What makes Dominican cake so special? Well, you won’t know until you try it, but let me give you a spoiler: It is incredibly delicate in texture and sinfully delicious.
The most important feature of the Dominican cake is that it is very "airy" and moist. It contains a large amount of fat and a large volume of air, producing a cake that virtually dissolves in your mouth.
Dominican cake is the center of every Dominican celebration. No wedding, baptism, or birthday is complete in the Dominican Republic without our delicious traditional cake.
Note: The fruit filling can be prepared a day in advance. This will cut down on the work needed on the day of the event.
Also, please note that you cannot prepare this cake without a mixer. You will need at the very least, a handheld one. You will also need a kitchen scale.
*Note: We strongly suggest that you use a stand mixer. Once you start mixing the cake, it has to be nonstop until the batter is finished. You will need your hands for other tasks, so if using a hand-mixer, please obtain assistance.
**Note: To prepare the meringue, you must keep your utensils scrupulously clean and make sure they are dry before starting. The meringue will not rise if it comes in contact with even a speck of grease. Humidity and room temperature will affect your results — avoid preparing it on a humid, cold, or rainy day.
In a saucepan, combine all of the ingredients, simmer, covered, over very low heat until the pineapple is tender and the consistency of marmalade, at least 1 hour. Stir often to avoid scorching and add water as necessary. Remove from the heat and let cool to room temperature. Set aside.
Grease and flour two 8-inch round baking pans. Preheat the oven to 350 degrees.
In a bowl, sift together the flour and baking powder and mix well. Set aside. Let all of the ingredients come to room temperature. Using an electric mixer, beat together the margarine, butter, and sugar on medium speed until it is light and fluffy and has a very light yellow color, about 4 minutes.*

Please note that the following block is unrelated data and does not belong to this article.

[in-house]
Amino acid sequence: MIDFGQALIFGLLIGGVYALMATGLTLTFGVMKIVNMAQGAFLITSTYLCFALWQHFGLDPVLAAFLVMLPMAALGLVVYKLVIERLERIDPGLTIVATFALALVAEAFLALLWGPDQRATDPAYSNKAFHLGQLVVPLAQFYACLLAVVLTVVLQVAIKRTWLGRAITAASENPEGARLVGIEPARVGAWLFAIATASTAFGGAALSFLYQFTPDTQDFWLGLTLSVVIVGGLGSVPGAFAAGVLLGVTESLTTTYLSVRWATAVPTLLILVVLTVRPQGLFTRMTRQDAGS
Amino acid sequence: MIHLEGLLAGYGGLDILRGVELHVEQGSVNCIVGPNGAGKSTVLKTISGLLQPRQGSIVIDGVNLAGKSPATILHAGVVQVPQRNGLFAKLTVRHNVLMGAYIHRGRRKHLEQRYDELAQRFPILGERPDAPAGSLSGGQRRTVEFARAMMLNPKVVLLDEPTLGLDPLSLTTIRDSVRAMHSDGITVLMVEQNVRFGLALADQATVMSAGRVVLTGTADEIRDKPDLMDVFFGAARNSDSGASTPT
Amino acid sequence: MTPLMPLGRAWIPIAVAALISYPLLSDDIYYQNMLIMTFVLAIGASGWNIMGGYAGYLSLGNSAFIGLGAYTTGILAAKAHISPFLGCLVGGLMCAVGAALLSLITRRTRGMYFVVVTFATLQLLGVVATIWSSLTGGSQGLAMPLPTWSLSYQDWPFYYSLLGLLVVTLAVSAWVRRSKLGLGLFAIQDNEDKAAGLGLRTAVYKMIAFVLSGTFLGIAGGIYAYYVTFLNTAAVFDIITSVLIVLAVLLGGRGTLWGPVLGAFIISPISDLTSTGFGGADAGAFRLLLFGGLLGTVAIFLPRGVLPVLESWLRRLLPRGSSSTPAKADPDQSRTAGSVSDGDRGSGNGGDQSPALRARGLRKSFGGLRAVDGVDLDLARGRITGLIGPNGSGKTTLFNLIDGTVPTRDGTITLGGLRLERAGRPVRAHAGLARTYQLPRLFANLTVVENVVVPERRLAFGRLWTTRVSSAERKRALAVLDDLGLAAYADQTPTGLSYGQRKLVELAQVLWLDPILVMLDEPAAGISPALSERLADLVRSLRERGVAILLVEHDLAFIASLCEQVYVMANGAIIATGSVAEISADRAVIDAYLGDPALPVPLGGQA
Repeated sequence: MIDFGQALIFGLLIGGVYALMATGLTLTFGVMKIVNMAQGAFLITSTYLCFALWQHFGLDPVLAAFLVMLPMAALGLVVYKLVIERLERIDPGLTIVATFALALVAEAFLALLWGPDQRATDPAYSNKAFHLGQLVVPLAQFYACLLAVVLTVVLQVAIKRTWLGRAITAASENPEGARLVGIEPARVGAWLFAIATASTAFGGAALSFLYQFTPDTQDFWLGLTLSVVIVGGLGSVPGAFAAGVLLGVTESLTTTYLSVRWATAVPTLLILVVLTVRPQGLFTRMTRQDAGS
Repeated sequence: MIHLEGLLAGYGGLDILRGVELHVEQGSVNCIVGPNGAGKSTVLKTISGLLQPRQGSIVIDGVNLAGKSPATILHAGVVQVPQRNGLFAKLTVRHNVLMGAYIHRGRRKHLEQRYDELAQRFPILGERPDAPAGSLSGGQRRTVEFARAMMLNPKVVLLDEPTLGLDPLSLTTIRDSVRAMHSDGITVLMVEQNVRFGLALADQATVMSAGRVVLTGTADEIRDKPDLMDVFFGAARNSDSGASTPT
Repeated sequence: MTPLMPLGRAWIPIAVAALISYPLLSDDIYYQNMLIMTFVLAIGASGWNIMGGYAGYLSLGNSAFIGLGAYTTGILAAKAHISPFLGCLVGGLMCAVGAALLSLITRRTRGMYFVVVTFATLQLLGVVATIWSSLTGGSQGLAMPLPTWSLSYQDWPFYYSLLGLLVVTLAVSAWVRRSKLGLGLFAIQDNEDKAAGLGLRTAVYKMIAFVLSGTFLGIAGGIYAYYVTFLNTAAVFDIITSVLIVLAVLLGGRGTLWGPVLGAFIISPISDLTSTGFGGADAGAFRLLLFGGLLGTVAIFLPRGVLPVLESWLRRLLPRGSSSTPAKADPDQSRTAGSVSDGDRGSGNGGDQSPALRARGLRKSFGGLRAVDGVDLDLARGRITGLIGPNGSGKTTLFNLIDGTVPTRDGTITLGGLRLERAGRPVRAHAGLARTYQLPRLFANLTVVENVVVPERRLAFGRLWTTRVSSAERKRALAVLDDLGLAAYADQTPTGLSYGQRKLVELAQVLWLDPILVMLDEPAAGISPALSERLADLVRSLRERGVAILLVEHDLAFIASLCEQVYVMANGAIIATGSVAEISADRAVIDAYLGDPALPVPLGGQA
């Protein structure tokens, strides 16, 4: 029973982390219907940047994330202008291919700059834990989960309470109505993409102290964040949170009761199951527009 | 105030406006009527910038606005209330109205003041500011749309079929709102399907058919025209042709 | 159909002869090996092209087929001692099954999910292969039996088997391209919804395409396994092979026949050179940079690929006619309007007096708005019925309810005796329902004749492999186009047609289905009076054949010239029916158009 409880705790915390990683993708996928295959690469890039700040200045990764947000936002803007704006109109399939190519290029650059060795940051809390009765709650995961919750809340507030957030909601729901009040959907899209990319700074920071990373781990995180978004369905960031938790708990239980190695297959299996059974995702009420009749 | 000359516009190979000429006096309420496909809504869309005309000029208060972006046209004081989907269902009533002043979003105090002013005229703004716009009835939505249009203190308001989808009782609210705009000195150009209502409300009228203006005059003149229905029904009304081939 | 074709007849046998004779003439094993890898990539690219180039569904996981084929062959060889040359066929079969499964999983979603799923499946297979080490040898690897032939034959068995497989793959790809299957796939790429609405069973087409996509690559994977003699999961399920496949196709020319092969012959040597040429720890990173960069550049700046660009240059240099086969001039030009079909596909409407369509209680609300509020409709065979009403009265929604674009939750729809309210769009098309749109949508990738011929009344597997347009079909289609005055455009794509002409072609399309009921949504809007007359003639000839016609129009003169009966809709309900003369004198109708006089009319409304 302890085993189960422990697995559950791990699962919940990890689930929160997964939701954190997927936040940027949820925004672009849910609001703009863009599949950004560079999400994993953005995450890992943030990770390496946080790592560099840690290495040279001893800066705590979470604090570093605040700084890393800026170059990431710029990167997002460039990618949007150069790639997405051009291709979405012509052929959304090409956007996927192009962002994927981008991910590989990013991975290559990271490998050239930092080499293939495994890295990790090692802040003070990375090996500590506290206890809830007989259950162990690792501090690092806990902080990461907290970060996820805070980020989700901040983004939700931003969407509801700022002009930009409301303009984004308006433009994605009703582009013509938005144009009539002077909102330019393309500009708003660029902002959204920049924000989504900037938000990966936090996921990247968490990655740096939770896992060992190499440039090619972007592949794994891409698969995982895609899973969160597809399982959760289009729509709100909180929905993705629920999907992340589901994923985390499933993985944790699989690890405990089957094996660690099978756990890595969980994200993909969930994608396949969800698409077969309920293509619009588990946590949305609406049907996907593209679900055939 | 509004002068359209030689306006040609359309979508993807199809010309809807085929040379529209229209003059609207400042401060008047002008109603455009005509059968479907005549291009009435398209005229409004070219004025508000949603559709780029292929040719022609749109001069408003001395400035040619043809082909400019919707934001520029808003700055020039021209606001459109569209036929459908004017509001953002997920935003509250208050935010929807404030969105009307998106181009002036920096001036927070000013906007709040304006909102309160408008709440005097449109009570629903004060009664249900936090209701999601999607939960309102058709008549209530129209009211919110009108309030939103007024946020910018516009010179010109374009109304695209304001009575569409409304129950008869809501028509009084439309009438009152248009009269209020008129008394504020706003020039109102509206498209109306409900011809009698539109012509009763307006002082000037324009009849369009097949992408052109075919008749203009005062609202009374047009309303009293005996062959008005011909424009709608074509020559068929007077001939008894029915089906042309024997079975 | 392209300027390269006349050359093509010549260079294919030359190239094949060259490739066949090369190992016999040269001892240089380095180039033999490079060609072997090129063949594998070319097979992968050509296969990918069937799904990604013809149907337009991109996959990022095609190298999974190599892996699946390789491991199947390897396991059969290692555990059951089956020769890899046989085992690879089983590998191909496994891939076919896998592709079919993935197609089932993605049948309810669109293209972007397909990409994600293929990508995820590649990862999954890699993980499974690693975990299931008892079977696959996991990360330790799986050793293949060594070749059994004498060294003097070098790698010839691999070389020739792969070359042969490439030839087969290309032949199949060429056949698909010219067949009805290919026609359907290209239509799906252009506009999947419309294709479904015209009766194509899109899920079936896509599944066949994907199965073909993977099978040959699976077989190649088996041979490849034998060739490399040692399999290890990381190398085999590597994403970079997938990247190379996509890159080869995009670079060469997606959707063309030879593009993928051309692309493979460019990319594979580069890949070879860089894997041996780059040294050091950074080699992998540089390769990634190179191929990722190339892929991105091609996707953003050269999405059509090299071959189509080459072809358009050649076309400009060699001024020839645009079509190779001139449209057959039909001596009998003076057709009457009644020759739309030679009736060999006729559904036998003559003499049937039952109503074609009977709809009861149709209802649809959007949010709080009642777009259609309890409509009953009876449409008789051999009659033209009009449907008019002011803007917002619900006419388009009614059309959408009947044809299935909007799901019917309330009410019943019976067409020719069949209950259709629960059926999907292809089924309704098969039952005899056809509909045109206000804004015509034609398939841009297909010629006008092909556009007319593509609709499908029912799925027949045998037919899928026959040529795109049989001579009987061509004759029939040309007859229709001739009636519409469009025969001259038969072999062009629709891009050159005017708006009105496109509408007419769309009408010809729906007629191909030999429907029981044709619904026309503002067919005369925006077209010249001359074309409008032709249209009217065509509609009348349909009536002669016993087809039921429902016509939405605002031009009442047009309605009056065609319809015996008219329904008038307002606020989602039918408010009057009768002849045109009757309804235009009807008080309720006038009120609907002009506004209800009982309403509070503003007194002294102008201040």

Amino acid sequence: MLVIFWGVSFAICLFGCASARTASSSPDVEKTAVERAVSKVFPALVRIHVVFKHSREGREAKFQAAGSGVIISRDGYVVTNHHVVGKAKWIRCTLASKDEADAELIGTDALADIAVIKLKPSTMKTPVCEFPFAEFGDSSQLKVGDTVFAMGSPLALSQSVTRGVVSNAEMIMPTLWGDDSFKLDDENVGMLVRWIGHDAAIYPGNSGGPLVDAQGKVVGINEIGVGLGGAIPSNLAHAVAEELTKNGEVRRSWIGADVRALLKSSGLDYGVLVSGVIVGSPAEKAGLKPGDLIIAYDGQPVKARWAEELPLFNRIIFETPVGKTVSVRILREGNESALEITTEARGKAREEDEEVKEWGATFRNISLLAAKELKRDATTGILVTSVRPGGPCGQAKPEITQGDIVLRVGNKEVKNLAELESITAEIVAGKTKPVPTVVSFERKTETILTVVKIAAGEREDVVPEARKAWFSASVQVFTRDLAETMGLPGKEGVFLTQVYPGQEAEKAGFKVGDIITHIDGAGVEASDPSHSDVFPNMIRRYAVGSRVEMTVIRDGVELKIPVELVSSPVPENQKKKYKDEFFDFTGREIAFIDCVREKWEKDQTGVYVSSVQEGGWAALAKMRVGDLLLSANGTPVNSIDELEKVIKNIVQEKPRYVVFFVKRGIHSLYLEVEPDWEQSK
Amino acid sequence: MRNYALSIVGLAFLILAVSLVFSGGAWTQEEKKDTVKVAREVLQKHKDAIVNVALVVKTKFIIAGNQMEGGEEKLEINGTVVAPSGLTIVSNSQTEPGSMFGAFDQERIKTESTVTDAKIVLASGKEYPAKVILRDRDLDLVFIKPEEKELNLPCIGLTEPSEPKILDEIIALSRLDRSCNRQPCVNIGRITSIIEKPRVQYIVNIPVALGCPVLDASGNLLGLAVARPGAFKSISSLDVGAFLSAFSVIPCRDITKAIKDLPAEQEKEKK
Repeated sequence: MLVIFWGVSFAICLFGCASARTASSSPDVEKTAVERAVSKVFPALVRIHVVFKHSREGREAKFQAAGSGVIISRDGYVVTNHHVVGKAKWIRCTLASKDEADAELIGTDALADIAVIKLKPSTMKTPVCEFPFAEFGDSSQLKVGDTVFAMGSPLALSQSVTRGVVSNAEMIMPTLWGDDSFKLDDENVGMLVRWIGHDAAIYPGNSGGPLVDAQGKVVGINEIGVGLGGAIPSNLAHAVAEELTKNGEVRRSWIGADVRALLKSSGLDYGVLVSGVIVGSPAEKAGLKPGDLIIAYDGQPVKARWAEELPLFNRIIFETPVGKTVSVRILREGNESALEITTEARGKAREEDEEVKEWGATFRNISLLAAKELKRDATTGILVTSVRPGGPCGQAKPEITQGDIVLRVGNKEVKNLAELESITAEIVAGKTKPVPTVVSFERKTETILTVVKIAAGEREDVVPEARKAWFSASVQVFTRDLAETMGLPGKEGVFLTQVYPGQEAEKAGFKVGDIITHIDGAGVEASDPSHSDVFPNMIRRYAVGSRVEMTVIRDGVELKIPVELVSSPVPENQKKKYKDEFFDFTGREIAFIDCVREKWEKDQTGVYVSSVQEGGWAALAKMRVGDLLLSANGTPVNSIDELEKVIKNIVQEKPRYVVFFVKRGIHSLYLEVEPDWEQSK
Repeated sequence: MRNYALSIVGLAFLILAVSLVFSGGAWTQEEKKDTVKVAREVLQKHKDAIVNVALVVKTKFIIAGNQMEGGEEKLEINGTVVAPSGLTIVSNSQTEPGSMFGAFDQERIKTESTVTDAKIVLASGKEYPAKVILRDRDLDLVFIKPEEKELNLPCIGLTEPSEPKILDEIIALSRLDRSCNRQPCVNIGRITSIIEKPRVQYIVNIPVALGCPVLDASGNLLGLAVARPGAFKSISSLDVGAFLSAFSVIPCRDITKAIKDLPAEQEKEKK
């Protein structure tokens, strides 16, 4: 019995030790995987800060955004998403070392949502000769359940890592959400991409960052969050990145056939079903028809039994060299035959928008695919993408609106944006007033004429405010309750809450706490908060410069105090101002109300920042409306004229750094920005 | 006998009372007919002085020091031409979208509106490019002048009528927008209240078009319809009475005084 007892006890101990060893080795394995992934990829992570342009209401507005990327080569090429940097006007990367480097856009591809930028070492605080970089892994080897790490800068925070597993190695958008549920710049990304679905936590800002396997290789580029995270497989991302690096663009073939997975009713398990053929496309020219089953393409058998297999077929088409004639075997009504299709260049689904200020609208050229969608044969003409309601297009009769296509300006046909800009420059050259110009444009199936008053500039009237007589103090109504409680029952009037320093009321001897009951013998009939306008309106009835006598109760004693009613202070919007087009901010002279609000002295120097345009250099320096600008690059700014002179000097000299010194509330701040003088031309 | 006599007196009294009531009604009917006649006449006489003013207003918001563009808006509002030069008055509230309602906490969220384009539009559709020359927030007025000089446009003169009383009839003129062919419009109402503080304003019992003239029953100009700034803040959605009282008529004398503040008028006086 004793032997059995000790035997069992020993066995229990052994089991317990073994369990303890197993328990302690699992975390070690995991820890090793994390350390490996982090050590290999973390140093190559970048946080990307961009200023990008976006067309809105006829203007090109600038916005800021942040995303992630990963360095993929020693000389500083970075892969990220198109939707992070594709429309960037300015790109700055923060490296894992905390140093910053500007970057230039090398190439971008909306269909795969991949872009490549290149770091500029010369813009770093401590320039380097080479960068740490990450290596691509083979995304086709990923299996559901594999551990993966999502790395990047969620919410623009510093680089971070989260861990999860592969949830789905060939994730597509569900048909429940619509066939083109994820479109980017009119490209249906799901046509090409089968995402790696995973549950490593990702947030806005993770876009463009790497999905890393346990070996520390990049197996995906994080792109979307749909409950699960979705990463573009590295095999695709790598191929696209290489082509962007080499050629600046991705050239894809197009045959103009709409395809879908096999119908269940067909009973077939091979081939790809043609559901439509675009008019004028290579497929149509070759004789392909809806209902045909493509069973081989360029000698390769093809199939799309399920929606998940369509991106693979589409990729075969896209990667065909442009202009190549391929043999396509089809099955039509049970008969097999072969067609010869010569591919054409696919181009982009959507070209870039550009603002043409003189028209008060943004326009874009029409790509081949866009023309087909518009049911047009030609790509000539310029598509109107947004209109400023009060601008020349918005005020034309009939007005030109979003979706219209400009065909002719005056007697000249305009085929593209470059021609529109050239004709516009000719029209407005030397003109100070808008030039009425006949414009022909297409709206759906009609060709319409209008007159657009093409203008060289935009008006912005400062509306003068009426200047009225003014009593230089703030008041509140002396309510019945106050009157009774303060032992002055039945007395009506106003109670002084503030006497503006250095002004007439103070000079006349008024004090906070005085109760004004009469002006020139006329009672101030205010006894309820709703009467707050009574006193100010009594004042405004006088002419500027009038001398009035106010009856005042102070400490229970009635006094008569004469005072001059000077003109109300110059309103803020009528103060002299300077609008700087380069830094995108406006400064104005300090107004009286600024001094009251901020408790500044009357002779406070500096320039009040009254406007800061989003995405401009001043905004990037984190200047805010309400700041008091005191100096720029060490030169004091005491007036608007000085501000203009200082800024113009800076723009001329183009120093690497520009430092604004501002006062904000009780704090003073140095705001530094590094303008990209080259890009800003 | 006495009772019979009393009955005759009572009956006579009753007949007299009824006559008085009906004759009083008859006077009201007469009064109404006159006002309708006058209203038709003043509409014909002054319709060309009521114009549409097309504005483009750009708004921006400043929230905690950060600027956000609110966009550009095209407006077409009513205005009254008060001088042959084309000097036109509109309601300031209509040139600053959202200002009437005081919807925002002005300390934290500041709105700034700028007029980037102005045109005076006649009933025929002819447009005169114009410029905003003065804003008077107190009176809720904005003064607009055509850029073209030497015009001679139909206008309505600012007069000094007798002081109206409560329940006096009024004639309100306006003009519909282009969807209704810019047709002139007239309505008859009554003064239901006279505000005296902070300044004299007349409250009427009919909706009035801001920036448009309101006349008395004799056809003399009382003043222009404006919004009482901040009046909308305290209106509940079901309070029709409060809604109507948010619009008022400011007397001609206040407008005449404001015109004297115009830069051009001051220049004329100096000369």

One by one, add the eggs and continue beating for about 1 minute after adding each egg. Slowly add the lime zest and vanilla extract. Add 1/3 of the juice, and when it is well mixed, add 1/3 of the flour. Repeat adding the flour and juice in thirds and keep whisking until all is well-mixed before adding the next third.
As soon as you've stopped mixing the last batch of flour, turn off the mixer. You should have a fluffy batter with a smooth and even consistency. Pour ½ of the pineapple filling into each baking pan. (Make sure not to disturb the layer of butter and flour at the bottom of each pan.) Pour in ½ the batter in each one. Bake until a knife inserted in the center comes out clean, about 30 minutes. Let cool to room temperature.
Using an electric mixer, whisk the egg whites in a glass or stainless steel bowl until it forms soft peaks. Slowly whisk in the powdered sugar until it forms stiff peaks.** Add the salt and cream of tartar while still whisking.
In a small saucepan, bring the sugar and water to a boil gradually over very low heat. If you have a candy thermometer (highly recommended) boil until the caramel has reached 235 degrees. (If you don't have a candy thermometer, boil until the caramel is thick but still transparent — it must not burn.) Very slowly pour the caramel into the egg white mixture while beating at high speed until well mixed.
Cut the crust from the cake. Join both cakes filling-side in. Spread the meringue over the cake using a cake spatula.